Gaussian Process and Related Ideas To Kick Start Bayesian Inference

Posted October 24, 2021 by Gowri Shankar  ‐  7 min read

When we try to fit a curve/line by establishing relationships between variables, we are defining a non-linear function of polynomial nature. This function describes the variables of our interest i.e, prediction with the underlying parametric approach. The line or curve fitting scheme results in a single point on the space that describes the outcome for a specific relationship among the predictors. This scenario is tangential to the way we approach real-world problems. Human beings often add an uncertainty attribute to the outcomes when the confounders are unknown but never an absolute value. For example, we reach our destination between 8-10 hours if the traffic is not heavy. When we bring in the uncertainty measure in the form of 8-10 hrs and traffic density instead of pointing absolute number confidence and trust for the model increases from the end-user point of view. Such models employ a Bayesian non-parametric strategy to define the underlying unknown function that is commonly called Gaussian Process models.

We have studied the Bayesian approach to formulate machine learning models at least a dozen times under the topics uncertainty, density estimation, causality and causal inferences, inductive biases, etc. Previous posts on the Bayesian approach can be read here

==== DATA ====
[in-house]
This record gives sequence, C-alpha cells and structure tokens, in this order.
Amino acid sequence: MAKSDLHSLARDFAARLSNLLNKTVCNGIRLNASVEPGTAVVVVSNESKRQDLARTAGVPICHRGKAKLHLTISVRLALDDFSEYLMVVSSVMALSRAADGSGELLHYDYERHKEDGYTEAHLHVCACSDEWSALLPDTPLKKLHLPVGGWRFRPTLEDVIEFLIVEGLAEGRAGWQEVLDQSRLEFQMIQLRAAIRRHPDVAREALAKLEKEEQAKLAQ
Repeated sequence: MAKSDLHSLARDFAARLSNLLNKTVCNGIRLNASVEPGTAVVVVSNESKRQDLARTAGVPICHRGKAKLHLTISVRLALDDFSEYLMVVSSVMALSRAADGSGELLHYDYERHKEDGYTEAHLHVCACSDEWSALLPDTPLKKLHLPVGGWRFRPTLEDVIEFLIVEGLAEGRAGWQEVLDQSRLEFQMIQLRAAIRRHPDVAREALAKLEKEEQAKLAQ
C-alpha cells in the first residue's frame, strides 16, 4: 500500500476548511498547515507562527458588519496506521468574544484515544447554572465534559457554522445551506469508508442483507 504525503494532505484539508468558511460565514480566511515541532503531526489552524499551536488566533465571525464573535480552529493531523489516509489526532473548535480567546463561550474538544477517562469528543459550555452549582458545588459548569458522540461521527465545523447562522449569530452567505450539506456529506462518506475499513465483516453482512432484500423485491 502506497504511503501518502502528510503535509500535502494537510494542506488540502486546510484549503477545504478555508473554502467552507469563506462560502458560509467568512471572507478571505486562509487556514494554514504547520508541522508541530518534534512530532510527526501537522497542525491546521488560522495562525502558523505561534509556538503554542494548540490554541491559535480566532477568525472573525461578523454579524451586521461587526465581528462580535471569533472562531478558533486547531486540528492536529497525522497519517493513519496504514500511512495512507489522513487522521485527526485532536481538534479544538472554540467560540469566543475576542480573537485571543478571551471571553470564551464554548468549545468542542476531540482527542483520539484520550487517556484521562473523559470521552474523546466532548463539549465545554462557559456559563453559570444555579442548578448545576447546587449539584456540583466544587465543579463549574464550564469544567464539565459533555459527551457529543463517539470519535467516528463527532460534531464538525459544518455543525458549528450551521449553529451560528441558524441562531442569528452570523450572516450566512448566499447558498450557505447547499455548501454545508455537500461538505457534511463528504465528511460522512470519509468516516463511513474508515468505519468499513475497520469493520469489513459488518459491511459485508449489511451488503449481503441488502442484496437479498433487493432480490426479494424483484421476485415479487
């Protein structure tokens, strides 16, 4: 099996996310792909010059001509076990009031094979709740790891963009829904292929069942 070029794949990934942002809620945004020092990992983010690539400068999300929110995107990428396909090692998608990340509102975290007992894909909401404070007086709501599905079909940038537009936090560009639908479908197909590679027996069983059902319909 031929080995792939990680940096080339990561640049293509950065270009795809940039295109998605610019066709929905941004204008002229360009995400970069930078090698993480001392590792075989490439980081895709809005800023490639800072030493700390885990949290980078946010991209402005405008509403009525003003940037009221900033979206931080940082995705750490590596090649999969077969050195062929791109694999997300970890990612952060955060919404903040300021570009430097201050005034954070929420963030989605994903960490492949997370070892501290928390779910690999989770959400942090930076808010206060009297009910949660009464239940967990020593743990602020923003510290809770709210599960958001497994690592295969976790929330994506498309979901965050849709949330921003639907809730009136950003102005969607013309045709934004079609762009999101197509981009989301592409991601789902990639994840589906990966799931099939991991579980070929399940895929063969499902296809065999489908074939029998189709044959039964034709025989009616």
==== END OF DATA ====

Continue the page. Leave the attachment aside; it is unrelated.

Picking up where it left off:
In this post, we shall revisit the fundamental concepts of the Bayesian approach for building probabilistic machine learning models by establishing an assumption everything is normal and a Gaussian Distribution is a right place to start.


In this post we shall study the fundamentals of the Bayesian Approach focusing on Gaussian Processes, In that quest, we will be learning the following

  • Central limit theorem
  • Multivariate Gaussian distributions
  • Marginalization and conditioning
  • GPs
  • Kernels
  • Prior and Posterior Dists
  • Noise, Uncertainty while Sampling from a GP


A parametric regression model results in finding a function that represents the prediction line by outputting a set of data points where the residuals are minimized. Whereas, a Gaussian Process is probabilistic that gives confidence measures for the predicted function, i.e, the shaded area in the below plot - a distribution. This distribution has a mean and a standard deviation that represents the most probable characteristics of the data.